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Causes of falls in older adults are common, multifactorial, and can lead to significant injury. This before-and-after study evaluated the benefits of a Fall Prevention Mobile Clinic (FPMC) in reducing the risk of falling in older adults in British Columbia, Canada. Four hundred seventy-six participants (average age of 83.6 years) enrolled in the study and were followed for 12 months after attending the FPMC. At 12-month follow-up, the mean percentage uptake of fall prevention recommendations was 48.8 per cent (SD = 25.7%), the Timed Up and Go mobility measure improved from a median of 19.04 seconds to 17.45 seconds and the number of participants falling decreased from 64.8 per cent (in the 12 months before attending the clinic) to 55.6 per cent (in the 12 months after attending the clinic) (p = .012). After attending the FPMC, participants acted on recommendations, improved mobility and decreased their risk of future falls.
We examined the comparative effects of three specialized remediation procedures on the spelling accuracy of students with moderate mental retardation. In the first experiment, we compared directed rehearsal and imitation training against a no-training control condition, in an alternating treatments design. Both procedures were more effective than a no-training control condition, and imitation training was marginally more effective than directed rehearsal. In the second experiment, we investigated further the effectiveness of imitation training by comparing its effects against interspersal training and a no-training control condition in an alternating treatments design. Although both procedures were more effective than no training, there was little difference between the two procedures, in terms of the students’ rate of learning new words. This study showed that these three specialized remediation procedures can be used to increase the spelling proficiency of students with moderate mental retardation.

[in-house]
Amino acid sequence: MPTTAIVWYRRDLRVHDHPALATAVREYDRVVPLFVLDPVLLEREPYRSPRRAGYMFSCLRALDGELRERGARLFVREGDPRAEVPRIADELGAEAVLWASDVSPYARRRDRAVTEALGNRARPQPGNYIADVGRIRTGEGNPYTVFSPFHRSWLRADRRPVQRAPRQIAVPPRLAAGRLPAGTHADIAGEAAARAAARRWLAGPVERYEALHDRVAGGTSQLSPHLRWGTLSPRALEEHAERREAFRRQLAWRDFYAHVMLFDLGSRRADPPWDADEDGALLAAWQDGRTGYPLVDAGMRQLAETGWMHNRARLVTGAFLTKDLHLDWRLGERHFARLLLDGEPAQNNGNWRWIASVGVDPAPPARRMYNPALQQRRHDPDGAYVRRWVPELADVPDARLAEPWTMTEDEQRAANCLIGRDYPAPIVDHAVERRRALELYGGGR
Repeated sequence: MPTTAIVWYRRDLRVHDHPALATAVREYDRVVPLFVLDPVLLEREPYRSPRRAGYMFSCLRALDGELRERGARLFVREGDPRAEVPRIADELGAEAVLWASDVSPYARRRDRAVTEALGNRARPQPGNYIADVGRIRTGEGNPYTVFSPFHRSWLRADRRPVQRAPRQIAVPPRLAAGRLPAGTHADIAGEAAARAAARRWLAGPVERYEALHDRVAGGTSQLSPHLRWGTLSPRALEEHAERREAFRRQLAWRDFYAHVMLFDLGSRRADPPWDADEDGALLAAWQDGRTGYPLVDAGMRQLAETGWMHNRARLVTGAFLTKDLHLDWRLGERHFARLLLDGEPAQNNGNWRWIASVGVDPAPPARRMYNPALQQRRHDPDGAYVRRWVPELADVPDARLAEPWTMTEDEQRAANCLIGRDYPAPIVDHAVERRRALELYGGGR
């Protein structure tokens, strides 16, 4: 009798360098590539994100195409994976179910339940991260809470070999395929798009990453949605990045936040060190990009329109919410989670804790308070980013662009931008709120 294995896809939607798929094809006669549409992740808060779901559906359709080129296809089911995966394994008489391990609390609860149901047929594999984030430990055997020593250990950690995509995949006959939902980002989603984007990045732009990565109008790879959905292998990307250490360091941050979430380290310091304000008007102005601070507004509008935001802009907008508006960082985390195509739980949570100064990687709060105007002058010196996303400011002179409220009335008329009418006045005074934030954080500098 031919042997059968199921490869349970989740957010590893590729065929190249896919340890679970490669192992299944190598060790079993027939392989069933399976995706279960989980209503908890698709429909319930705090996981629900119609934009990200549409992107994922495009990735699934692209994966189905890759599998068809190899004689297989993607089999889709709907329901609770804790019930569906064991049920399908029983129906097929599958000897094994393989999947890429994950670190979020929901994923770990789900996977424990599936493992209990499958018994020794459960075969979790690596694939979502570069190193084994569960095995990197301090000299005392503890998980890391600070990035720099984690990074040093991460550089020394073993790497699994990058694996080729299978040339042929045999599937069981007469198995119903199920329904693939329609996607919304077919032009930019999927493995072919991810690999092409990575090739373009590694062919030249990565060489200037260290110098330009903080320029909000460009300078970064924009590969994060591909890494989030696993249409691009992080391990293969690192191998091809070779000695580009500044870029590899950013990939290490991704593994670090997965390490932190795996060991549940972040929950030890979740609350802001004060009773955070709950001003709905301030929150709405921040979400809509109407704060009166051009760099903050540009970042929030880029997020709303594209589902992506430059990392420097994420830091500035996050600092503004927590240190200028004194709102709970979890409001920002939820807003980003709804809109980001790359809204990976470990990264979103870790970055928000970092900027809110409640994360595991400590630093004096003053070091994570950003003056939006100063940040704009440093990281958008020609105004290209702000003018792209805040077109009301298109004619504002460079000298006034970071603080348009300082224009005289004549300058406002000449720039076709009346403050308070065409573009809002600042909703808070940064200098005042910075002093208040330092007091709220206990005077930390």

Cotton–wheat (CW) is the second most important cropping system after rice–wheat in South Asia. Sowing of wheat after cotton is usually delayed due to late pickings coupled with time needed for seedbed preparation, resulting in low wheat yield. Lack of suitable machinery is a major constraint to direct drilling of wheat into the heavy cotton stubbles. An innovative approach with much promise is the ‘2-wheel tractor-based self-propelled relay seeder’ with seed-cum-fertilizer attachment. On-farm trials were conducted at four locations during 2009–2010 and at 10 locations during 2010–2011 to evaluate the following four wheat establishment methods in CW-dominated areas of south-western Punjab, India: (1) zero till seeding in standing cotton using a self-propelled relay seeder, (2) relay seeding in standing cotton with a manual drill without prior tillage (2010 only), (3) relay broadcast seeding in standing cotton following light manual tillage and (4) conventional sowing of wheat after cotton harvest (conventional tillage and sowing with a seed–fertilizer drill). Planting of wheat under conventional practice was delayed by 20–44 days compared with relay seeding. Seed cotton yield was also significantly higher with relay seeding due to opportunity for one additional picking. Yield of wheat sown with the self-propelled relay seeder was 41.2% and 11.8% higher than with conventional practice in 2009–2010 and 2010–2011 respectively. The increase in wheat yield under relay seeding of wheat was primarily due to higher spike density and more grains per spike. The net income from the CW system was 28.2% higher for the self-propelled relay seeder than with conventional sowing.